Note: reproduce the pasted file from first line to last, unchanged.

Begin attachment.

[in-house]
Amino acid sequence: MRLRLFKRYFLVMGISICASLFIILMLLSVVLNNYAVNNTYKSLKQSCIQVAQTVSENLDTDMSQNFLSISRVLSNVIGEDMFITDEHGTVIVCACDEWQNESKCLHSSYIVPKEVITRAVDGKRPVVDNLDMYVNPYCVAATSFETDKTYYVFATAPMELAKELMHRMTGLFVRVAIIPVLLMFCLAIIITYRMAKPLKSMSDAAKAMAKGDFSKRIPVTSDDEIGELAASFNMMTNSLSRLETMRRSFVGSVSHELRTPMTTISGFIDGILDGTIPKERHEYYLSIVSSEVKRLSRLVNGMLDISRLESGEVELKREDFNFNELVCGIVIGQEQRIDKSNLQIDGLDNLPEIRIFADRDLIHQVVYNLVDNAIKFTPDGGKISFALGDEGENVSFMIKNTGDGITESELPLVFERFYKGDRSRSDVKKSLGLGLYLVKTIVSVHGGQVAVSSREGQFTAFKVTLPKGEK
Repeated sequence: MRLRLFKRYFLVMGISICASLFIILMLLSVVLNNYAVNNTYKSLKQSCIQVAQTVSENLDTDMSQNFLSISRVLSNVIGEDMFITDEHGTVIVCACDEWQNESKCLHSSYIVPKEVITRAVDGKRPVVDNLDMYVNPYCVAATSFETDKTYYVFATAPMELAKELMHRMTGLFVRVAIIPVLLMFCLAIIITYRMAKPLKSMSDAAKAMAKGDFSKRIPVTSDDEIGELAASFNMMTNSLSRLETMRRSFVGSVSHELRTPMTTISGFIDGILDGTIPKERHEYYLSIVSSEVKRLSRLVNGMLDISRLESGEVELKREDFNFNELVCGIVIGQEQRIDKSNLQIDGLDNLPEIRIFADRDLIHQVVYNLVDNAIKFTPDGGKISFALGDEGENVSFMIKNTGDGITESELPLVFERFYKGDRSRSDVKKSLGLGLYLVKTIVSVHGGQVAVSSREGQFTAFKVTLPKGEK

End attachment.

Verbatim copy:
[in-house]
Amino acid sequence: MRLRLFKRYFLVMGISICASLFIILMLLSVVLNNYAVNNTYKSLKQSCIQVAQTVSENLDTDMSQNFLSISRVLSNVIGEDMFITDEHGTVIVCACDEWQNESKCLHSSYIVPKEVITRAVDGKRPVVDNLDMYVNPYCVAATSFETDKTYYVFATAPMELAKELMHRMTGLFVRVAIIPVLLMFCLAIIITYRMAKPLKSMSDAAKAMAKGDFSKRIPVTSDDEIGELAASFNMMTNSLSRLETMRRSFVGSVSHELRTPMTTISGFIDGILDGTIPKERHEYYLSIVSSEVKRLSRLVNGMLDISRLESGEVELKREDFNFNELVCGIVIGQEQRIDKSNLQIDGLDNLPEIRIFADRDLIHQVVYNLVDNAIKFTPDGGKISFALGDEGENVSFMIKNTGDGITESELPLVFERFYKGDRSRSDVKKSLGLGLYLVKTIVSVHGGQVAVSSREGQFTAFKVTLPKGEK
Repeated sequence: MRLRLFKRYFLVMGISICASLFIILMLLSVVLNNYAVNNTYKSLKQSCIQVAQTVSENLDTDMSQNFLSISRVLSNVIGEDMFITDEHGTVIVCACDEWQNESKCLHSSYIVPKEVITRAVDGKRPVVDNLDMYVNPYCVAATSFETDKTYYVFATAPMELAKELMHRMTGLFVRVAIIPVLLMFCLAIIITYRMAKPLKSMSDAAKAMAKGDFSKRIPVTSDDEIGELAASFNMMTNSLSRLETMRRSFVGSVSHELRTPMTTISGFIDGILDGTIPKERHEYYLSIVSSEVKRLSRLVNGMLDISRLESGEVELKREDFNFNELVCGIVIGQEQRIDKSNLQIDGLDNLPEIRIFADRDLIHQVVYNLVDNAIKFTPDGGKISFALGDEGENVSFMIKNTGDGITESELPLVFERFYKGDRSRSDVKKSLGLGLYLVKTIVSVHGGQVAVSSREGQFTAFKVTLPKGEK